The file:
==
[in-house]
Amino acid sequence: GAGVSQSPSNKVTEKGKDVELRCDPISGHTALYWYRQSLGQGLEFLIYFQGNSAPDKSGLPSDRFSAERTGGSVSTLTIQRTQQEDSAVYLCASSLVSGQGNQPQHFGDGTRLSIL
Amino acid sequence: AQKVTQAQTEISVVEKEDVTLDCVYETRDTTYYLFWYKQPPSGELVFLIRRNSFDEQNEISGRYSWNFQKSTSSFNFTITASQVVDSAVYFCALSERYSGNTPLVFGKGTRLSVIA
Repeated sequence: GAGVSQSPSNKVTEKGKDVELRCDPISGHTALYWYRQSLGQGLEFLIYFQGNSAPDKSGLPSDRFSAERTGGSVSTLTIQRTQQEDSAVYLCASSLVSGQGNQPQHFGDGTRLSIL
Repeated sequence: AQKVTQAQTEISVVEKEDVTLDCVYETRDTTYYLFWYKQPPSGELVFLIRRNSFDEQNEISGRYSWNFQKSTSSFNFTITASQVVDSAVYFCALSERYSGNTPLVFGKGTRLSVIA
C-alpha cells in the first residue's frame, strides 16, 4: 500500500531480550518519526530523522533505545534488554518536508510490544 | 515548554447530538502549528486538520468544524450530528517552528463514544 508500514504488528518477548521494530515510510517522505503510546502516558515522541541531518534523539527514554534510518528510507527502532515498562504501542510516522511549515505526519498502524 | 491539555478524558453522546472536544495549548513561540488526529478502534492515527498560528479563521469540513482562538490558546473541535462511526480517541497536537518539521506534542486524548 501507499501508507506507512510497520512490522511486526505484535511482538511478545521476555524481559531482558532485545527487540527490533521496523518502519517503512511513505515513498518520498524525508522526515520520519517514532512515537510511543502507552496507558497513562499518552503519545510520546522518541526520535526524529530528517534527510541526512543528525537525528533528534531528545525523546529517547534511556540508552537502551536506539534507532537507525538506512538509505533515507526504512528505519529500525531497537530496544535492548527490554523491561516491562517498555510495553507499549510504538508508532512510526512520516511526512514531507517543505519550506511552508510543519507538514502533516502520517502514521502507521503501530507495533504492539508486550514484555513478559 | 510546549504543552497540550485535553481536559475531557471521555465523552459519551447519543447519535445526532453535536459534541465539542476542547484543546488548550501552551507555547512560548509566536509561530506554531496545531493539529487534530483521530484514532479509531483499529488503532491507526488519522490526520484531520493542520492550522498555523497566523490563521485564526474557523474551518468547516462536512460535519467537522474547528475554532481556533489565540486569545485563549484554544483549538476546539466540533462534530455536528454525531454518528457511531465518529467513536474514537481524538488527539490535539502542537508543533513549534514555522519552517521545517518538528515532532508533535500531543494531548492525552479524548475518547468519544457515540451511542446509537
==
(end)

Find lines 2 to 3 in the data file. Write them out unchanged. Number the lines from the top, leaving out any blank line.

Amino acid sequence: GAGVSQSPSNKVTEKGKDVELRCDPISGHTALYWYRQSLGQGLEFLIYFQGNSAPDKSGLPSDRFSAERTGGSVSTLTIQRTQQEDSAVYLCASSLVSGQGNQPQHFGDGTRLSIL
Amino acid sequence: AQKVTQAQTEISVVEKEDVTLDCVYETRDTTYYLFWYKQPPSGELVFLIRRNSFDEQNEISGRYSWNFQKSTSSFNFTITASQVVDSAVYFCALSERYSGNTPLVFGKGTRLSVIA